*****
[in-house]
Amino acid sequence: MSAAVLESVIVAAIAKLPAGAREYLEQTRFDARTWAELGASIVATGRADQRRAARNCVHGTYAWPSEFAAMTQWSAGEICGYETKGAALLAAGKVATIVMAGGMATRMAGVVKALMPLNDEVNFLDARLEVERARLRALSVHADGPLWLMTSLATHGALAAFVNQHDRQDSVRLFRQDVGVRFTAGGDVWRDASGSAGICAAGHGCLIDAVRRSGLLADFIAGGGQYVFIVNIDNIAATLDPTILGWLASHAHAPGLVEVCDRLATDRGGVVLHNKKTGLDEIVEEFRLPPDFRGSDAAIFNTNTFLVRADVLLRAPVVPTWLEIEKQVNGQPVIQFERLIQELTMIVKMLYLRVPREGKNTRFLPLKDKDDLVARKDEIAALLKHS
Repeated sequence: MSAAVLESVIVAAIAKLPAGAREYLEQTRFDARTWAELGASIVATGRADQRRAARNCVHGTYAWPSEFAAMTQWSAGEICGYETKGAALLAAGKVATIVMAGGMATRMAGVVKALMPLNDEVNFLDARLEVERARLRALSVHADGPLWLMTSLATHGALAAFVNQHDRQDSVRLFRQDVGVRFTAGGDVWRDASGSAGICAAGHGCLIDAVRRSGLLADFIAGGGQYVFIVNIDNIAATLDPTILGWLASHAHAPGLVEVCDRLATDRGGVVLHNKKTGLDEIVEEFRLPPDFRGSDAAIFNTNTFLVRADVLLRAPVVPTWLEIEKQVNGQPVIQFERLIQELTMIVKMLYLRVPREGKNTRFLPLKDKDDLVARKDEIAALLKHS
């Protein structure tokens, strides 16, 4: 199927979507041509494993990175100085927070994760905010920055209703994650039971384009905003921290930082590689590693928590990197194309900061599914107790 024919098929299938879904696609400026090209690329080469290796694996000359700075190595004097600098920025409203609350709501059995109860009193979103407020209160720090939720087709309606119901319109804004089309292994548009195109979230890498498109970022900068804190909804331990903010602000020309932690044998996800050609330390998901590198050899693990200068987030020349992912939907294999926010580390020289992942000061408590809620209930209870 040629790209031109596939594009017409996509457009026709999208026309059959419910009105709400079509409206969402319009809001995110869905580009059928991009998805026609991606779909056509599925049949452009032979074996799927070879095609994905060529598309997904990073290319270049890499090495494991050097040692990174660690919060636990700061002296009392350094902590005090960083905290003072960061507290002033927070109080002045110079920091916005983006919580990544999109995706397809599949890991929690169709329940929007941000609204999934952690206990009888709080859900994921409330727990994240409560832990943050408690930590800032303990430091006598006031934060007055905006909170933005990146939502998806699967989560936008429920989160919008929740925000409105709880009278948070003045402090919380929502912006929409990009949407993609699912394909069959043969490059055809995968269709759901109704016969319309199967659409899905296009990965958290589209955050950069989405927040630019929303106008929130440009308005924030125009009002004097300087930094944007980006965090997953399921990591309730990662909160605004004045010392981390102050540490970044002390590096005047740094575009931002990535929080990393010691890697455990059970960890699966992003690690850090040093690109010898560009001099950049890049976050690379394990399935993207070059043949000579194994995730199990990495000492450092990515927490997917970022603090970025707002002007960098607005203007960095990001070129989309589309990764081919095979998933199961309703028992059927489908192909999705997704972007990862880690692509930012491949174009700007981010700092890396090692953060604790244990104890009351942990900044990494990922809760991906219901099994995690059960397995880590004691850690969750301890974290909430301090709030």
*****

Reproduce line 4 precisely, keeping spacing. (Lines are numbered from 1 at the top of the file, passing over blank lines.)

């Protein structure tokens, strides 16, 4: 199927979507041509494993990175100085927070994760905010920055209703994650039971384009905003921290930082590689590693928590990197194309900061599914107790 024919098929299938879904696609400026090209690329080469290796694996000359700075190595004097600098920025409203609350709501059995109860009193979103407020209160720090939720087709309606119901319109804004089309292994548009195109979230890498498109970022900068804190909804331990903010602000020309932690044998996800050609330390998901590198050899693990200068987030020349992912939907294999926010580390020289992942000061408590809620209930209870 040629790209031109596939594009017409996509457009026709999208026309059959419910009105709400079509409206969402319009809001995110869905580009059928991009998805026609991606779909056509599925049949452009032979074996799927070879095609994905060529598309997904990073290319270049890499090495494991050097040692990174660690919060636990700061002296009392350094902590005090960083905290003072960061507290002033927070109080002045110079920091916005983006919580990544999109995706397809599949890991929690169709329940929007941000609204999934952690206990009888709080859900994921409330727990994240409560832990943050408690930590800032303990430091006598006031934060007055905006909170933005990146939502998806699967989560936008429920989160919008929740925000409105709880009278948070003045402090919380929502912006929409990009949407993609699912394909069959043969490059055809995968269709759901109704016969319309199967659409899905296009990965958290589209955050950069989405927040630019929303106008929130440009308005924030125009009002004097300087930094944007980006965090997953399921990591309730990662909160605004004045010392981390102050540490970044002390590096005047740094575009931002990535929080990393010691890697455990059970960890699966992003690690850090040093690109010898560009001099950049890049976050690379394990399935993207070059043949000579194994995730199990990495000492450092990515927490997917970022603090970025707002002007960098607005203007960095990001070129989309589309990764081919095979998933199961309703028992059927489908192909999705997704972007990862880690692509930012491949174009700007981010700092890396090692953060604790244990104890009351942990900044990494990922809760991906219901099994995690059960397995880590004691850690969750301890974290909430301090709030």